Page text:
Most (66%) Would Take Vaccination Without Hesitation, but Concerns Remain

Two thirds (66%) of Canadians agree (39% strongly/27% somewhat) that they would personally take a COVID-19 vaccination as soon as they could without hesitation, with men (72%) being considerably more likely than women (60%) to say so. Those aged 55+ (75%) are also most likely to say they’d take the vaccine without hesitation compared to Canadians aged 35-54 (58%) or 18-34 (63%).  The proportion of Canadians who agree with this sentiment is down 6 points since last month, although still up 14 points since November.

That said, concerns remain:

  • A majority (58%) agrees (23% strongly/35% somewhat) that they are concerned about the potential long-term effects of taking a COVID-19 vaccine, a concern more pronounced among women (64%) and those aged 18-34 (63%) and 35-54 (62%).
  • Six in ten (58%) also agree (22% strongly/37% somewhat) that taking a vaccine that was created and approved so quickly makes them nervous, once again led by women (63%) and those aged 18-34 (64%) and 35-54 (62%).

Most Canadians are willing to take the vaccine despite these concerns, and in fact 62% continue to support mandatory vaccination, agreeing (29% strongly/33% somewhat) that it should be mandatory for all Canadians, down 2 points since last month, but still up 3 points since November.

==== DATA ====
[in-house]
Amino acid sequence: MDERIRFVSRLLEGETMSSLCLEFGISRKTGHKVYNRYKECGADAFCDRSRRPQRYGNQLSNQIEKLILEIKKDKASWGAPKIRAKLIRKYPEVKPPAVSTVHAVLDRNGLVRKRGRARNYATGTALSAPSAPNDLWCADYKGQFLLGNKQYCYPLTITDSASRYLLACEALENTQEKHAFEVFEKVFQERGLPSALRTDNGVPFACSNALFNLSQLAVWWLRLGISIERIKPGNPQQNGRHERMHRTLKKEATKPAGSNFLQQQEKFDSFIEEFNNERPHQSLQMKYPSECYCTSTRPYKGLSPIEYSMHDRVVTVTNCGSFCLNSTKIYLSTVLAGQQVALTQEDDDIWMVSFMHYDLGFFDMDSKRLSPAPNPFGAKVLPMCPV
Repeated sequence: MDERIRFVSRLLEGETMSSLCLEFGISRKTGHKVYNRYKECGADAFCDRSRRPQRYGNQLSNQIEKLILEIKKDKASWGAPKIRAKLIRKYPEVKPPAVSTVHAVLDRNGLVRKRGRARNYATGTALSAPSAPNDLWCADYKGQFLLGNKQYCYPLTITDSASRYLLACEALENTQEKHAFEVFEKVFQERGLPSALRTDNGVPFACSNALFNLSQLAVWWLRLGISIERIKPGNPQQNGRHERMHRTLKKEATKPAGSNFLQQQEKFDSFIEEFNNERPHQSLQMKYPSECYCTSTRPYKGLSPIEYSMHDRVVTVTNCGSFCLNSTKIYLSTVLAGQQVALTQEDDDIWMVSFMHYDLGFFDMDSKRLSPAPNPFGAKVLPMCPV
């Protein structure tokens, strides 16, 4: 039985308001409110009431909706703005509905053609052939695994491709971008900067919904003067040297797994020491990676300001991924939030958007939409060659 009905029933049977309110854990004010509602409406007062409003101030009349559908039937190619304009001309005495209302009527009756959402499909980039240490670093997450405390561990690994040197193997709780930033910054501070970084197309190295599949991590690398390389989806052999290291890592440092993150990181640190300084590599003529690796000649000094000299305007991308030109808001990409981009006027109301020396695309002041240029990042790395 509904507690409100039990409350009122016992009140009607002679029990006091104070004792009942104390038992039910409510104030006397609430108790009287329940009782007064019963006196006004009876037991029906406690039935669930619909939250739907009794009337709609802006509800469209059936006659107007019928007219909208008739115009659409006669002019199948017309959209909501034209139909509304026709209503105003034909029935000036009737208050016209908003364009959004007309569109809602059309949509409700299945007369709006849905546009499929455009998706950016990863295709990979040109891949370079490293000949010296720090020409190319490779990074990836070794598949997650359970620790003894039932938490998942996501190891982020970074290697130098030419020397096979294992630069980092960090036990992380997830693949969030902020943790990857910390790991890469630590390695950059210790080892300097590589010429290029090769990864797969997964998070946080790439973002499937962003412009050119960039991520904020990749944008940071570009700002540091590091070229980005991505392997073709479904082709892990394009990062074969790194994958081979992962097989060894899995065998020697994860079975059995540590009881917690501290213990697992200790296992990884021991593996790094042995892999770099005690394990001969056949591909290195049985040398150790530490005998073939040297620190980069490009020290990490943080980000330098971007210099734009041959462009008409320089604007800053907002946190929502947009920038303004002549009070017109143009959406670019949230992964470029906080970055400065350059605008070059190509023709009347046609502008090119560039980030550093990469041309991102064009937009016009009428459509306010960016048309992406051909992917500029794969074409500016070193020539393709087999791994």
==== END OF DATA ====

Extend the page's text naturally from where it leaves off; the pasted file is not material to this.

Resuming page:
Canadians Readjust Timeline Expectations Given Slow Vaccine Rollout

Given recent delays in the rollout of the vaccine, Canadians have been forced to readjust their timeline expectations for when they might be able to receive the vaccine. Relatively few now believe the vaccine will even be made available to them before the summer, and only 20% believe they’ll opt to receive the vaccine before the summer (including 1% who have already been vaccinated). Moreover, a growing proportion (26%, up 8 points) believe they won’t even be given the option to be vaccinated this year.

Time Period

% of Canadians who think vaccine will be available to them

% of Canadians who will opt to receive vaccine if available

Already have my vaccine

1%

1%

February-March

5% (down 14)

3% (down 24)

April-June

18% (down 5)

16% (down 2)

July-September

37% (up 6)

31% (up 12)

October-December

13% (up 3)

14% (up 5)

Sometime in 2022

19% (up 9)

19% (up 8)

2023 or later

2% (down 1)

6% (up 2)

Never

5% (unchanged)

13% (up 1)

 

Canadians are also pushing back their timelines to engage in the economy. In fact, a growing proportion of Canadians (17%, up 5 points) say they’ll never feel comfortable traveling internationally again, that they won’t feel comfortable gathering in public until 2023 or later (18%, up 7 points), that they won’t open their wallets again until 2022 (39%, up 8 points), and that the economy won’t rebound until 2023 (42%, up 13 points).